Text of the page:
Banks moving to improve consumer data sharing

By Susan P. Altman

Banks are actively responding to consumer demand for convenient, high quality banking services by making it more appealing for consumers to share their personal information. A recent article in American Banker discusses announcements by Spanish banking group BBVA and Bank of America of new efforts to provide rich supplies of customer data to third party developers and others.

BBVA announced the launch of its open banking program to make eight of its application programming interfaces (APIs) available to developers, who would in turn create new value added services. The new services are expected to provide enhanced customer experiences by improving conversion, onboarding processes, payment management, identity verification, and consumer analytics, among other things. The new applications based on these APIs are only granted access to personal consumer information if the customer expressly accepts the service’s activation, thereby letting the consumer control with whom they want to share their data. The open APIs strategy is a key element of BBVA’s efforts to become an innovation engine for other companies to develop uses which never would have occurred to the bank acting alone. The program is currently available in Spain, with rollout in the U.S. coming later this year, followed by additional country rollouts.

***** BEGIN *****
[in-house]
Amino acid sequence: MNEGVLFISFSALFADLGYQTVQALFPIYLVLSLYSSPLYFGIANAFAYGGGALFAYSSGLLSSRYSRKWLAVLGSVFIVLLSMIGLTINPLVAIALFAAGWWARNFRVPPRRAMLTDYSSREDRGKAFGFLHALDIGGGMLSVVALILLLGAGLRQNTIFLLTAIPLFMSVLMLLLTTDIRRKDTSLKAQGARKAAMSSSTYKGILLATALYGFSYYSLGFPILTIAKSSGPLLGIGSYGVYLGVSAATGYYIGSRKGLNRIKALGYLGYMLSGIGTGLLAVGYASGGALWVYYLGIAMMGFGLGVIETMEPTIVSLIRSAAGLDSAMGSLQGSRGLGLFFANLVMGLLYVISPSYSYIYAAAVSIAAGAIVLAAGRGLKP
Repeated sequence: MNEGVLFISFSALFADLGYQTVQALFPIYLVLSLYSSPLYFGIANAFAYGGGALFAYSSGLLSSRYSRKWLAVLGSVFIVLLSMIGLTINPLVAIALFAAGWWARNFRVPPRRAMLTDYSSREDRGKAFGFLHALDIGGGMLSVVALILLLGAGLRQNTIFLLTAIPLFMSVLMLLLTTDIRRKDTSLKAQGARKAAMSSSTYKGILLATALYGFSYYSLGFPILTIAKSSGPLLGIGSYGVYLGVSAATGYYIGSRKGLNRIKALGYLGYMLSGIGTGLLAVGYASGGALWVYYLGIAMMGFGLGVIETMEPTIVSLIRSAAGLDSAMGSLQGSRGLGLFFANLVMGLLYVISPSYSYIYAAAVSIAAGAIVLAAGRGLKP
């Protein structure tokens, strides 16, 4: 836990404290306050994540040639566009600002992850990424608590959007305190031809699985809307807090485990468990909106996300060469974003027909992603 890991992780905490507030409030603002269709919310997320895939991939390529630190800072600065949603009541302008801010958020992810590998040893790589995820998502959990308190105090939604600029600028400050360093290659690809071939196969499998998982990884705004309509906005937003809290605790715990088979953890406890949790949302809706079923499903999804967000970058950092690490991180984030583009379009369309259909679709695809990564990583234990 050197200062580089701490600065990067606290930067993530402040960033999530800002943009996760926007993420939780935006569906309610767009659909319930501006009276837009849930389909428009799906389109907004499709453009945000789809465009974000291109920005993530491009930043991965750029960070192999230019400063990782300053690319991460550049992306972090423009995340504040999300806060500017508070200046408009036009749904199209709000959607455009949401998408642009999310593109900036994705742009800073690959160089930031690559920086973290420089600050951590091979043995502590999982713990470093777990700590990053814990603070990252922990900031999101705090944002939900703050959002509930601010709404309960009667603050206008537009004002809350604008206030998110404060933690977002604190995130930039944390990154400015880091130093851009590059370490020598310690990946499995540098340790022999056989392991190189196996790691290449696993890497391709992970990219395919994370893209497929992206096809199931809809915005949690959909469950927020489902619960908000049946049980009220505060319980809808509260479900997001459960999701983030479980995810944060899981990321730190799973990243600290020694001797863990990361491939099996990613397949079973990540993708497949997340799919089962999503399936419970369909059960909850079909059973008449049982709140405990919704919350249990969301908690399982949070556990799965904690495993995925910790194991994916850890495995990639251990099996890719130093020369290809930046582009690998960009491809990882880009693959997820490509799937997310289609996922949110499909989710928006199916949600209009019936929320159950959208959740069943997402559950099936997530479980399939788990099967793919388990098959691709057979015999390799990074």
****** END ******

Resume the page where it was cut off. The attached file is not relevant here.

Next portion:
Also recently, Bank of America announced it is piloting with multiple financial data aggregators to provide its customers with the ability to simply and securely connect data from their accounts to third-party financial management applications. Customers will be able to choose and control with whom they are sharing their data. Customers would no longer need to share usernames and passwords with the third parties, in an environment that provides a seamless interaction and improves security. Data sharing through open banking appears poised for rapid growth.

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